By Peter Rippon, CEO, OpenGamma.
New regulation introduced to mitigate the systemic risk associated with both cleared and uncleared OTC derivatives has also brought about additional costs and challenges for firms trading these products. The preparatory difficulties are clear: lengthy negotiation of legal documentation, custodian selection, margin calculation models and collateral mobilisation. However, there are much bigger challenges that will present themselves further down the line once these rules kick in. Firms do have an opportunity to adapt to the longer term impact of new regulation, and those that do will to achieve competitive advantage.
Dramatically lower portfolio liquidity
More liquid assets are now required to be posted as collateral for derivatives positions under new regulation, sucking liquidity out of firms. This results in more assets having to be held in lower yielding securities and low yielding cash. As a result, this has magnified the importance of actively managing portfolio liquidity, especially so in periods of higher market volatility.
Visibility into the impact of new rules on portfolio liquidity is now available through advanced analytics which can forecast the future margin requirements. Big-data paired with smart analytics can support the tricky new balancing act involved in maintaining liquidity while minimising the drag on returns.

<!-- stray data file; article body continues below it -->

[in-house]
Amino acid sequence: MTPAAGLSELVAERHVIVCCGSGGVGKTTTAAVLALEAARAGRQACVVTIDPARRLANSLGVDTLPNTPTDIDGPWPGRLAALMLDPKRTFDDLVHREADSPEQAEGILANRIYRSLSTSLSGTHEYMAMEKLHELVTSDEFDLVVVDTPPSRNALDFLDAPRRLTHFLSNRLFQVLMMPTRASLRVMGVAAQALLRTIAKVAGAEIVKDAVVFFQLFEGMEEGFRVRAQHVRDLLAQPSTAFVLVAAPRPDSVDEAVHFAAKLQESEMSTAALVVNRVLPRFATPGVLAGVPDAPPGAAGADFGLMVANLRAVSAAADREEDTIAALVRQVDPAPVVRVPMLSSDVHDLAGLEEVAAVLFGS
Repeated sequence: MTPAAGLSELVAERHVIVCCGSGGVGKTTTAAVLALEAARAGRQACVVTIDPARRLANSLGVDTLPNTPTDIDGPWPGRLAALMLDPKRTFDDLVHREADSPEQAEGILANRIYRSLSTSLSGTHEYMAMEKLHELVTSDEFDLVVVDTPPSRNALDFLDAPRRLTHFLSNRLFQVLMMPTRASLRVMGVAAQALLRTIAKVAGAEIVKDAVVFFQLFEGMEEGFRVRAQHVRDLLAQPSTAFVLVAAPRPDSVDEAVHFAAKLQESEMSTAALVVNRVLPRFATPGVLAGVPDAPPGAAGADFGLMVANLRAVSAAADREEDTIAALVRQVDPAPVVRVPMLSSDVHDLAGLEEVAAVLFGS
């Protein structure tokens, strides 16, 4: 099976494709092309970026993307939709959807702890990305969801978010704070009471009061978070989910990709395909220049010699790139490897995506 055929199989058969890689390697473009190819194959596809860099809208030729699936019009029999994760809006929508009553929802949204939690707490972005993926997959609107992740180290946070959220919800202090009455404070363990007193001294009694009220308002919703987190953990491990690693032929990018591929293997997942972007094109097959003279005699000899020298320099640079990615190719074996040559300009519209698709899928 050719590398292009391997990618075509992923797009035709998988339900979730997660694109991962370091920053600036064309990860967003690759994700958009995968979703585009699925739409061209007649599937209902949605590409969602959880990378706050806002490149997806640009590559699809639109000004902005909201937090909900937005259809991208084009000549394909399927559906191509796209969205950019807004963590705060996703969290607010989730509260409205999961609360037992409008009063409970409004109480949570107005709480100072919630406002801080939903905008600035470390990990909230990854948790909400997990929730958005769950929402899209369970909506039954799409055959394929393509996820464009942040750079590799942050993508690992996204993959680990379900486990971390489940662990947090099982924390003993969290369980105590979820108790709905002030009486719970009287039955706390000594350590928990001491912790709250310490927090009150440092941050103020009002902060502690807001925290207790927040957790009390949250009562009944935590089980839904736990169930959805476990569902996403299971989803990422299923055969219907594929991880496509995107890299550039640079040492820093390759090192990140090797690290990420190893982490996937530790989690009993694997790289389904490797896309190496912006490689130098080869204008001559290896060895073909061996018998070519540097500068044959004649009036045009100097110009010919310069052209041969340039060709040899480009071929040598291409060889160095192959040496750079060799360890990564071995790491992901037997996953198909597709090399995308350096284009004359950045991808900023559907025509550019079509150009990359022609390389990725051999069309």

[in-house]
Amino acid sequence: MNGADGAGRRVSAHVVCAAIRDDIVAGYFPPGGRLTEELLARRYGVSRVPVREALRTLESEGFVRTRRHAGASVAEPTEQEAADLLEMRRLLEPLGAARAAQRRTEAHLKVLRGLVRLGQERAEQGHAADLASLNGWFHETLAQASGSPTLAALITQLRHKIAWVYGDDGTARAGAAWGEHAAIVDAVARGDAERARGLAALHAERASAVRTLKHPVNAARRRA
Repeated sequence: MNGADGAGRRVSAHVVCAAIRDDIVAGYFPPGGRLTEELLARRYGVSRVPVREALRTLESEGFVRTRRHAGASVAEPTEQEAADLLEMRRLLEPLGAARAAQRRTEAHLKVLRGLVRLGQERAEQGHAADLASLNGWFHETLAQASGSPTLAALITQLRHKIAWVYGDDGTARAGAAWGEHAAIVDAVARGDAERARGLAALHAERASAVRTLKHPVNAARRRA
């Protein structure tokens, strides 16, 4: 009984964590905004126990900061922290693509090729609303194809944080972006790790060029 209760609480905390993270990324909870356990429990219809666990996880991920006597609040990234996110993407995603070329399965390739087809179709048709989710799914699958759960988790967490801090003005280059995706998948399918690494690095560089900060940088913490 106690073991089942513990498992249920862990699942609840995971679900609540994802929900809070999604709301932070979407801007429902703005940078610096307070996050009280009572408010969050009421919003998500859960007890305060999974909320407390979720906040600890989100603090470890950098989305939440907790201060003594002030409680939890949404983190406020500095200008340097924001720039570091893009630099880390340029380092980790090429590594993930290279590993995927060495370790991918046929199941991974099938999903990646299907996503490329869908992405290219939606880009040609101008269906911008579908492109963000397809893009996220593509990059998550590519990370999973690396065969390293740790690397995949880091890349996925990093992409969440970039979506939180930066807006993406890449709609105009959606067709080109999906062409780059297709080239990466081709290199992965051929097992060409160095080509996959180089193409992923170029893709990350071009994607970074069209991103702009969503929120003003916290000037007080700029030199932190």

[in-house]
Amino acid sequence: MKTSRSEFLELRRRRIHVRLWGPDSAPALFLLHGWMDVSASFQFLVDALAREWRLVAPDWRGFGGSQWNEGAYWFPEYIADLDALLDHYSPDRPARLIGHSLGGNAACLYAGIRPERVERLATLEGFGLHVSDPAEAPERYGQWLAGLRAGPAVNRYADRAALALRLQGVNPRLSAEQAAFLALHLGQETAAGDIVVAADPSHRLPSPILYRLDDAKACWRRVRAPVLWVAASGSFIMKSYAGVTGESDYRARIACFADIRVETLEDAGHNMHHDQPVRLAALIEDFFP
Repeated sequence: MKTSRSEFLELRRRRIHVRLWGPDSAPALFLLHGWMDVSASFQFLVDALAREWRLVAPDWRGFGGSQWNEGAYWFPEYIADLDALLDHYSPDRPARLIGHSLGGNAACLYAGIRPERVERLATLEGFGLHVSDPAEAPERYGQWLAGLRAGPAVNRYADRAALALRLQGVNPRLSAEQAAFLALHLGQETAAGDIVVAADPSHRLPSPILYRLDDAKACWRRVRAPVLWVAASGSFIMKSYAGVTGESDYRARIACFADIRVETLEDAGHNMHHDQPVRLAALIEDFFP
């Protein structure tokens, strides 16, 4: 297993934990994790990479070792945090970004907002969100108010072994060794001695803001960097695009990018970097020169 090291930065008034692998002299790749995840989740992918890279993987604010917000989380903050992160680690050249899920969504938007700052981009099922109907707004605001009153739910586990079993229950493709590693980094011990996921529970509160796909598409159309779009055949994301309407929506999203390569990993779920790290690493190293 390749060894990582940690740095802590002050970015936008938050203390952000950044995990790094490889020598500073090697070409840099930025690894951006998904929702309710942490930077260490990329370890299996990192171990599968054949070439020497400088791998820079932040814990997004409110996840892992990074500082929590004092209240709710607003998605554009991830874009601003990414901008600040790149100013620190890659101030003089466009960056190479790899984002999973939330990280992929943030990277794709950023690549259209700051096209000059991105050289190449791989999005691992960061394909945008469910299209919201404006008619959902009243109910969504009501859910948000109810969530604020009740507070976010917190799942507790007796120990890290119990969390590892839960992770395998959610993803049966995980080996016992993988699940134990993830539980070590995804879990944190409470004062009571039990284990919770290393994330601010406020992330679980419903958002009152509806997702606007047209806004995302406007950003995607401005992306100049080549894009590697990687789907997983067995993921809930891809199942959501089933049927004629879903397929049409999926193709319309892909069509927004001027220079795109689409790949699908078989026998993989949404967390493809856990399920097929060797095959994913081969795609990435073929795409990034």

Significantly more operational exposure
With the increase in the number of margin calls – and subsequent increase in complexity surrounding them – the probability of incorrect calls has increased dramatically. Posting excess margin is, firstly, highly inefficient from a cost perspective. Plus, there is an inflated operational risk from failing to ensure that the right amount of investor assets are being posted as margin.
However, technology is available to minimise the new risks inherent in this process. Through replicating the complex margining models, firms are able to validate margin calls and mitigate operational risk created under the new rules.
To sum up
With Phase V of UMR being moved back from September 2020 to September 2021, firms really should be using this time as an opportunity to look beyond only the ‘must have’ operational requirements to the longer term impact that these rules will have on both return and liquidity.
The reason the delay was agreed upon was due to the struggle firms were finding in meeting the original deadline, so it is imperative that – rather than resting easy – firms use the extension to prepare themselves for the less obvious longer term impacts of these regulations. •
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